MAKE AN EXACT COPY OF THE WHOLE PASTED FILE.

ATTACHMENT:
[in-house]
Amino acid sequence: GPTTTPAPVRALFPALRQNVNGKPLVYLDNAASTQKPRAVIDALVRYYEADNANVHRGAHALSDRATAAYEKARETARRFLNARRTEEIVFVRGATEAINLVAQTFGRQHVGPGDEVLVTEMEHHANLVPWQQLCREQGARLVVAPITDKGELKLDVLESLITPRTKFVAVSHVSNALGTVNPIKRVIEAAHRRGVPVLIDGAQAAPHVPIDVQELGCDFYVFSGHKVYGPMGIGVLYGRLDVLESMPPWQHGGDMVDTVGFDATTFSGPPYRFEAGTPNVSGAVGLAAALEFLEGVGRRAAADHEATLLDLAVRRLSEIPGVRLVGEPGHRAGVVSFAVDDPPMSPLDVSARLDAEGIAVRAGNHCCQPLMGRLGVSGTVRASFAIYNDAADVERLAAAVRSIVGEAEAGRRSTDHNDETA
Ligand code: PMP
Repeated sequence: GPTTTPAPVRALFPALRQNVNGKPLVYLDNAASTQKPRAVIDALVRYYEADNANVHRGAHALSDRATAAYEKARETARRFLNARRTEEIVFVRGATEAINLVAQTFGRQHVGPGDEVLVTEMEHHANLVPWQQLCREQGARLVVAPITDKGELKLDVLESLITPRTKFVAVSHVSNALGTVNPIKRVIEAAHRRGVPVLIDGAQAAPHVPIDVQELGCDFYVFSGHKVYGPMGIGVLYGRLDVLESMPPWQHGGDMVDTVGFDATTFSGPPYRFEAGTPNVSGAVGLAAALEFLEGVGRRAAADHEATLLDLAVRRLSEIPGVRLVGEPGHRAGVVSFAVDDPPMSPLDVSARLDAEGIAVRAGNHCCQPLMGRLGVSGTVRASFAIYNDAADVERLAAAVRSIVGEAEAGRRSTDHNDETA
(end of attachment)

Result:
[in-house]
Amino acid sequence: GPTTTPAPVRALFPALRQNVNGKPLVYLDNAASTQKPRAVIDALVRYYEADNANVHRGAHALSDRATAAYEKARETARRFLNARRTEEIVFVRGATEAINLVAQTFGRQHVGPGDEVLVTEMEHHANLVPWQQLCREQGARLVVAPITDKGELKLDVLESLITPRTKFVAVSHVSNALGTVNPIKRVIEAAHRRGVPVLIDGAQAAPHVPIDVQELGCDFYVFSGHKVYGPMGIGVLYGRLDVLESMPPWQHGGDMVDTVGFDATTFSGPPYRFEAGTPNVSGAVGLAAALEFLEGVGRRAAADHEATLLDLAVRRLSEIPGVRLVGEPGHRAGVVSFAVDDPPMSPLDVSARLDAEGIAVRAGNHCCQPLMGRLGVSGTVRASFAIYNDAADVERLAAAVRSIVGEAEAGRRSTDHNDETA
Ligand code: PMP
Repeated sequence: GPTTTPAPVRALFPALRQNVNGKPLVYLDNAASTQKPRAVIDALVRYYEADNANVHRGAHALSDRATAAYEKARETARRFLNARRTEEIVFVRGATEAINLVAQTFGRQHVGPGDEVLVTEMEHHANLVPWQQLCREQGARLVVAPITDKGELKLDVLESLITPRTKFVAVSHVSNALGTVNPIKRVIEAAHRRGVPVLIDGAQAAPHVPIDVQELGCDFYVFSGHKVYGPMGIGVLYGRLDVLESMPPWQHGGDMVDTVGFDATTFSGPPYRFEAGTPNVSGAVGLAAALEFLEGVGRRAAADHEATLLDLAVRRLSEIPGVRLVGEPGHRAGVVSFAVDDPPMSPLDVSARLDAEGIAVRAGNHCCQPLMGRLGVSGTVRASFAIYNDAADVERLAAAVRSIVGEAEAGRRSTDHNDETA